How Does the Navigation Pane Work in Windows 10?

By Andy Rathbone

Look at most “real” desktops, Windows 10 gathers your PC’s most frequently used items and places them close at hand in the Navigation Pane, shown here.

The Navigation Pane offers shortcuts to places you visit most frequently.

The Navigation Pane offers shortcuts to places you visit most frequently.

Found along the left edge of every folder, the Navigation Pane contains several main sections: Quick Access, OneDrive, and This PC. (On PCs connected through a network, you’ll also see entries for Network and Homegroup.) Click any of those sections — Quick Access, for example — and the window’s right side quickly shows you the contents of what you’ve clicked.

Here’s a more detailed description of each part of the Navigation Pane:

  • Quick Access: Formerly called Favorites, these locations serve as clickable shortcuts to your most frequently accessed locations in Windows.

    • Desktop: Your Windows desktop, believe it or not, is actually a folder that’s always spread open across your screen. Clicking Desktop quickly shows you the contents of your desktop.

    • Downloads: Click this shortcut to find the files you’ve downloaded with Internet Explorer while browsing the Internet. Ah, that’s where they ended up!

    • Documents: A perennial favorite, this folder stores most of your work: spreadsheets, reports, letters, and other things you’ve created.

    • Pictures: Another popular destination, this takes you to photos you’ve shot yourself or saved from the Internet.

  • OneDrive: This free online storage space was handed to you by Microsoft when you created a Microsoft account. Because it’s password-protected and online, it’s tempting to fill it with favorite files for access from any PC. When your stored files amount to more than 15GB, Microsoft asks for your credit card to raise your storage limit.

    Look for special offers to increase your free storage. For example, tell your smartphone to store its photos on OneDrive to receive extra storage space.

  • This PC: This section lets you browse through your PC’s folders and hard drives. (Many of these commonly used storage areas also live in the Navigation Pane’s Quick Access area, as well.) The This PC section holds these areas:

    • Desktop: Click this to see the files and folders stored on your desktop. (Or, you can just close the folder and see your desktop in person.)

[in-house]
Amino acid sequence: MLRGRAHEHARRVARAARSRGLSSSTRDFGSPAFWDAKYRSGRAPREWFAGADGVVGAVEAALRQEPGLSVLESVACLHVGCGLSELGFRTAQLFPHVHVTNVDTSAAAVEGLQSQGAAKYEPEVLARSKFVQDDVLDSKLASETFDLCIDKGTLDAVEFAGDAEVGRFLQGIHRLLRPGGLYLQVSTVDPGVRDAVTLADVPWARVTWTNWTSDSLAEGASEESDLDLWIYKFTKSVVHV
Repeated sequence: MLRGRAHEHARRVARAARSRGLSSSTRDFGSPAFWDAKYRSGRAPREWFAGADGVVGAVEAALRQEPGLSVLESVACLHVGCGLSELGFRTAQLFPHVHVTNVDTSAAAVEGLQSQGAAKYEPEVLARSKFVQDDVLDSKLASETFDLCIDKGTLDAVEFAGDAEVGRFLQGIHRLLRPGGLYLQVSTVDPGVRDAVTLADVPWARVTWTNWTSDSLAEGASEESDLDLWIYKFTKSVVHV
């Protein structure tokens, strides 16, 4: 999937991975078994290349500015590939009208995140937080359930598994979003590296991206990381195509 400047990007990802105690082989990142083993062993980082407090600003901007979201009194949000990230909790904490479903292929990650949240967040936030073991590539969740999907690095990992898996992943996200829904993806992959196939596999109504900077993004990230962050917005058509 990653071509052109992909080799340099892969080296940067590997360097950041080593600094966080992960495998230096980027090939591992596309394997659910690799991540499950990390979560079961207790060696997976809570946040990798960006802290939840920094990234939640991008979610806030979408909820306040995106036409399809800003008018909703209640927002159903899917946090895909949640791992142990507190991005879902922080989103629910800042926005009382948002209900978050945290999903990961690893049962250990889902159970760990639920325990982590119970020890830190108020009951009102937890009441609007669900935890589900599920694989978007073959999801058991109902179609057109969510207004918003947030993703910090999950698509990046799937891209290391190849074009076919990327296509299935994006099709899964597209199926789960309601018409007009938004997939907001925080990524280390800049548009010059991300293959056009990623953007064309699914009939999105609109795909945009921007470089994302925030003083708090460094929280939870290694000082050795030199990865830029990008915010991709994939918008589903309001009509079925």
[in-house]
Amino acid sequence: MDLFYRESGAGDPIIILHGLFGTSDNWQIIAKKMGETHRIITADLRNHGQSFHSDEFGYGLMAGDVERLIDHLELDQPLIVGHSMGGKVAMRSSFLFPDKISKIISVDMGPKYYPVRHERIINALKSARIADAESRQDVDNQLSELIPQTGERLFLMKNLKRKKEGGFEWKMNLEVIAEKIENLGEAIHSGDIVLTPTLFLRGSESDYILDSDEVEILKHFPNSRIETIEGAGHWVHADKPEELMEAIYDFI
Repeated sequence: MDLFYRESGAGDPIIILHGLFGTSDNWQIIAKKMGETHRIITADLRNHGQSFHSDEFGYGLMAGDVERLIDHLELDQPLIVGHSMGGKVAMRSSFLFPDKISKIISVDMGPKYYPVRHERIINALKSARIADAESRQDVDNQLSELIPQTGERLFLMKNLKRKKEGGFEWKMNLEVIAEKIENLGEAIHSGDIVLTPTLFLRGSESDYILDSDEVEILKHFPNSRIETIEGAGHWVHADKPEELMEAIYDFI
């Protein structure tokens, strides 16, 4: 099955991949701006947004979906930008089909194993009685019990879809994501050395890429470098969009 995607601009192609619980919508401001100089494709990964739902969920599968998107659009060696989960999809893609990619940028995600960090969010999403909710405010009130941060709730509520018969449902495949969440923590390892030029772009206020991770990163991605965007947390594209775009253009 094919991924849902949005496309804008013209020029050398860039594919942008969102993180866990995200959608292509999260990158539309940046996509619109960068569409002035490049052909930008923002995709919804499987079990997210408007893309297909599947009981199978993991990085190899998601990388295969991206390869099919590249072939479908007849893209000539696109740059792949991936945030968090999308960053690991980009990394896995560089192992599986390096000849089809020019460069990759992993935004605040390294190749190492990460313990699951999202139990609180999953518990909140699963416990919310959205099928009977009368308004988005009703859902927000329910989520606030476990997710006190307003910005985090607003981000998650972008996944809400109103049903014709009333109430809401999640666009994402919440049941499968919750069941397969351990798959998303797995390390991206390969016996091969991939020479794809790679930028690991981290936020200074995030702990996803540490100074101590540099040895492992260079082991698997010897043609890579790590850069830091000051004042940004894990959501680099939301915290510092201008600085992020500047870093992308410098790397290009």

• Documents: This opens the Documents folder, a convenient repository for letters, forms, and reports.

    • Downloads: Downloaded a file from Internet Explorer? Then look in here to be reintroduced.

    • Music: Yep, this shortcut jumps straight to your Music folder, where a double-click on a song starts it playing through your PC’s speakers.

    • Pictures: This shortcut opens your Pictures folder, the living quarters for all your digital photos.

    • Videos: Click here to visit your Videos folder, where a double-click on a video opens it for immediate viewing.

    • Local Disk (C:): A holdover for old techies, this entry lets you crawl through any folder on your PC. Unless you know specifically what item you’re seeking, though, you probably won’t find it. Stick with the other destinations, instead.

    • Disc Drives: If your PC includes extra disc drives, icons for those appear here, as well. Insert a flash drive into your USB port, and its icon appears here, as well.

  • Network: Although Homegroups simplify file sharing, old-school networks still work, and any networked PCs — including your Homegroup buddies — appear here.

  • Homegroup: A convenient way of sharing information among several household computers, Homegroups are two or more PCs that share information through a simple network. Click Homegroup in the Navigation Pane to see folders shared by other networked PCs in your Homegroup.

Here are a few tips for making the most of your Navigation Pane:

  • To avoid treks back to the Start menu, add your own favorite places to the Navigation Pane’s Quick Access area: Right-click the folder and choose Pin to Quick Access from the pop-up menu.

  • If you’ve connected to a network at home or work, the pane’s This PC section may include those other computers’ music, video, and photos (which are sometimes referred to as media). Click those computers’ icons to access those goodies as if they were stored on your own computer.

  • Windows 7 owners may notice that Windows 10 doesn’t show libraries in the Navigation Pane. Libraries still exist, but they’re hidden in the background. To bring them back into view, click a blank portion of the Navigation Pane and choose Show Libraries from the pop-up menu. (You must also manually add the Public folders to each library in order to return them to the glory days of Windows 7.)